Fortunately, for some states that have decided to run their own exchanges, like California, King v. Burwell is irrelevant. As Anthony Wright (no known relation–although maybe he and I share consider partnering up at Wright on Health) writes at the Health Access Blog: “We have our own state exchange, and while some worry about the political fallout, I have a hard time believing the President (or for that matter, Pelosi and Reid from CA and NV) would accept a compromise that undid coverage in the states that did the right thing, like California and Nevada. With a new President, all bets are off, but that was always true.”
And, while we’re talking about the states, it’s worth noting that many states are creating special open enrollment periods for residents who are just finding out about the individual mandate (and the associated tax penalty) when they go to file their taxes this year. The issue, of course, is that open enrollment ended February 15th, while the tax deadline isn’t until April 15th. Rather than penalize people for two years, states came up with the idea to let these individuals purchase coverage if they attest that they only learned about all these requirements to have insurance or pay a tax when they went to pay their taxes. But Louise at the Colorado Health Insurance Insider tells us that this won’t be happening in Colorado. According to the state’s insurance commissioner, Marguerite Salazar: “After considering all the factors and consulting with Connect for Health Colorado, the Division determined that the negatives of starting up another enrollment period outweighed the positives.”
Of course, not all wonks lead to SCOTUS. We also have a number of wonderful submissions on a variety of topics. Among these are David Williams’ piece on emulsifiers in the Health Business Blog. He highlights an intriguing and plausible new study in the journal Nature that suggests synthetic emulsifiers that are common in processed food could be a key cause of the obesity epidemic and a trigger for ulcerative colitis and Crohn’s Disease. He says that his family is avoiding emulsifiers as much as they can, and that food companies should develop emulsifier free products now in anticipation of rising demand.
Both Joe Paduda of Managed Care Matters and Tom Lynch of Workers’ Comp Insider are focused on the topic of workers comp. Joe explains that NPR and ProPublica have published the first in what will be a series of articles on workers’ compensation. What’s striking about the reportage, he says, is how misguided, misinformed, and just plain distorted it is. Tom explains that, by law, workers’ comp is the exclusive remedy for workers who are injured on the job. He underscores that, in exchange for relinquishing the right to sue, the employee receives employer-paid medical care and temporary wage replacement, but he also asks: Is they system fair? Some new research suggests maybe not.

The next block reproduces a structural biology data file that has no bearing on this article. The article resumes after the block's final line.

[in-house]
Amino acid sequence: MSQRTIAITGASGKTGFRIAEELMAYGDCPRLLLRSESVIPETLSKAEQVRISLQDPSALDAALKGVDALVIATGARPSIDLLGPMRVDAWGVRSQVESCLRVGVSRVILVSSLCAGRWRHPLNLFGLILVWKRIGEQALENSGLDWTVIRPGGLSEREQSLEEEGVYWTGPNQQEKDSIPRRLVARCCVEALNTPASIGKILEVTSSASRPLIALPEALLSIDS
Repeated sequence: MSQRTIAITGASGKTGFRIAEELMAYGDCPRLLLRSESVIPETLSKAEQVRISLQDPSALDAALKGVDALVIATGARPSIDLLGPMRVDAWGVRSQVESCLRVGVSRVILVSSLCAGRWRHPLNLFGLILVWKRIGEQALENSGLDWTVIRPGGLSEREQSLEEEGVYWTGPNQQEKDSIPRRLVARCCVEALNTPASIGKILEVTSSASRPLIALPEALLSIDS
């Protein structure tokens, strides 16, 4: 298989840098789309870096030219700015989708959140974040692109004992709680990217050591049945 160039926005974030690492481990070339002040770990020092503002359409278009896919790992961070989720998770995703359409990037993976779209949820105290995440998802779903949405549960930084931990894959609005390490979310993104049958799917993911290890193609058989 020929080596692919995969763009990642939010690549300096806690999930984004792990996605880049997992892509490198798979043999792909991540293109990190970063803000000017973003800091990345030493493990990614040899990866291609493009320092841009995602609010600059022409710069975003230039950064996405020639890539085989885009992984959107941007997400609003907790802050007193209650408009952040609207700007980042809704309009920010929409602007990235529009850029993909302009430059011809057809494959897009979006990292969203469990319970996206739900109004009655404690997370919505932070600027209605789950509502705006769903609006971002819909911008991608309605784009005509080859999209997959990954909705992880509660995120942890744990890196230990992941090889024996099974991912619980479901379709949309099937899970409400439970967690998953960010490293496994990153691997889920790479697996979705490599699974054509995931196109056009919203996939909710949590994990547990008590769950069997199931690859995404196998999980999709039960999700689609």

Over at Health System Ed, Peggy Salvatore writes about health IT, exploring the disconnect between the cutting edge technology we’re developing and our ability to implement more basic technology throughout the healthcare delivery system. The result is likely to be a lot of wasted money. As she puts it “Our society and its component businesses are financing an infrastructure that serves the needs of people who live to be 100 in a time when babies are born who will live to see 2515.”
Friend of the HWR and InsureBlog author, Hank Stern, is also exploring some of the issues with healthcare delivery systems. In particular, he’s exploring the problem of nationalized healthcare schemes and economic inelasticity. SPOILER ALERT: Every nation rations healthcare.
At Health Care Renewal, Roy Poses explores what the recent U.S. experience with Ebola–and the fiascoes at one Texas hospital in particular–can teach us about another type of disconnect: that between the preparedness of our hospitals and health systems to respond to such threats and the public relations managers that paint an undeniably rosier picture. Hospitals managers are eager to maintain their pay and privileges, he says, especially when events lead to questions about them.
And speaking of hospitals, Bradley Flansbaum of The Hospital Leader, offers some thoughtful commentary on the limitations of using mortality rates as an outcome indicator of hospital quality. It might be easy to measure, but he argues it doesn’t provide us with the whole picture.
In an interesting post on the Population Health Blog, Dr. Jaan Sidorov applies the lessons of Joel Kotkin’s book on “The New Class Conflict” to health reform. He leaves it to readers if this paranoid perspective has an element of truth or if he’s being a right wing nut job. At the very least, you’ll learn about an obscure word: “clerisy.”
Finally, it is my pleasure to welcome newcomer Al Lewis to the Health Wonk Review. Al submits two posts for your consideration. The first, co-authored by Vik Khanna, focuses on Healthcare’s Biggest and Most Expensive Urban Legend. The second, co-authored by Vik Khanna and Jon Robison, examines how Weight Loss Fines are Discriminatory and Counterproductive. I encourage you to show him some love so that he’ll continue submitting to HWR.
Well, that’s it, folks. I hope you’re now up to speed on the latest and best health policy blogging, and I trust that this edition has prepared you to go outside and enjoy the better weather. If it hasn’t reached you yet, don’t despair. It will arrive soon enough. Up next: Jennifer Salopek at Wing of Zock will host on March 26th.